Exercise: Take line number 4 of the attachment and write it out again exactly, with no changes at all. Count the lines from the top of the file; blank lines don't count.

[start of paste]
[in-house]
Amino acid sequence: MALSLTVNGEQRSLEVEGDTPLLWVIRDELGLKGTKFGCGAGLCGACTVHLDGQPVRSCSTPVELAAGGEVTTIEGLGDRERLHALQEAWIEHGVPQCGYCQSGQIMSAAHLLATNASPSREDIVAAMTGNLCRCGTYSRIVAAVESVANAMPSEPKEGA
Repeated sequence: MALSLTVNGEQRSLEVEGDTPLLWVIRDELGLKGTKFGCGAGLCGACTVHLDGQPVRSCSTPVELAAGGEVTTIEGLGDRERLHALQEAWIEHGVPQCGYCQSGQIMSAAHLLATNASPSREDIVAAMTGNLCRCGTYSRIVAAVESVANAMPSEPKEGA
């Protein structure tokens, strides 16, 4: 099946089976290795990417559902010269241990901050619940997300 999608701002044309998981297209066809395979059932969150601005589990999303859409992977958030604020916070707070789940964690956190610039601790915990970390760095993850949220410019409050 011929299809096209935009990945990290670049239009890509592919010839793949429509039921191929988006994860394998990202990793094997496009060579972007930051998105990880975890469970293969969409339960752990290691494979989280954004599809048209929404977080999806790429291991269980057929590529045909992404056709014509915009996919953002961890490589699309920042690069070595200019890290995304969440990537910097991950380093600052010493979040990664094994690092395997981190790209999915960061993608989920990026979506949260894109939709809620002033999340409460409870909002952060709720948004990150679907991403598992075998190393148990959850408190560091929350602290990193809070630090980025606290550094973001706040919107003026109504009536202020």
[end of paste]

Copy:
């Protein structure tokens, strides 16, 4: 099946089976290795990417559902010269241990901050619940997300 999608701002044309998981297209066809395979059932969150601005589990999303859409992977958030604020916070707070789940964690956190610039601790915990970390760095993850949220410019409050 011929299809096209935009990945990290670049239009890509592919010839793949429509039921191929988006994860394998990202990793094997496009060579972007930051998105990880975890469970293969969409339960752990290691494979989280954004599809048209929404977080999806790429291991269980057929590529045909992404056709014509915009996919953002961890490589699309920042690069070595200019890290995304969440990537910097991950380093600052010493979040990664094994690092395997981190790209999915960061993608989920990026979506949260894109939709809620002033999340409460409870909002952060709720948004990150679907991403598992075998190393148990959850408190560091929350602290990193809070630090980025606290550094973001706040919107003026109504009536202020």